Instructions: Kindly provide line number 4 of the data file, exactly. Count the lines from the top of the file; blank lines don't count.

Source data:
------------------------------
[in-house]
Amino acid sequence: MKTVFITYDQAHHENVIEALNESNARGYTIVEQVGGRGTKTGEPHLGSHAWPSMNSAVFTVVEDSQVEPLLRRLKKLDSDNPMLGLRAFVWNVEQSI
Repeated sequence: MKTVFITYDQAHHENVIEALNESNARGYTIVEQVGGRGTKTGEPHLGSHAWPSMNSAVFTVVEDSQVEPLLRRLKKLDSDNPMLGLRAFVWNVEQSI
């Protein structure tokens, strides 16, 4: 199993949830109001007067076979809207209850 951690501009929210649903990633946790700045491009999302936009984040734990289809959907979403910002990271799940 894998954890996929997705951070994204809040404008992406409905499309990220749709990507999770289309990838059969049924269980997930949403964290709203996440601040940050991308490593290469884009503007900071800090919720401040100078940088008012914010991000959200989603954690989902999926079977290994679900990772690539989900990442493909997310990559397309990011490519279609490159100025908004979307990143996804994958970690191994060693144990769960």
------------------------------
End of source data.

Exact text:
């Protein structure tokens, strides 16, 4: 199993949830109001007067076979809207209850 951690501009929210649903990633946790700045491009999302936009984040734990289809959907979403910002990271799940 894998954890996929997705951070994204809040404008992406409905499309990220749709990507999770289309990838059969049924269980997930949403964290709203996440601040940050991308490593290469884009503007900071800090919720401040100078940088008012914010991000959200989603954690989902999926079977290994679900990772690539989900990442493909997310990559397309990011490519279609490159100025908004979307990143996804994958970690191994060693144990769960």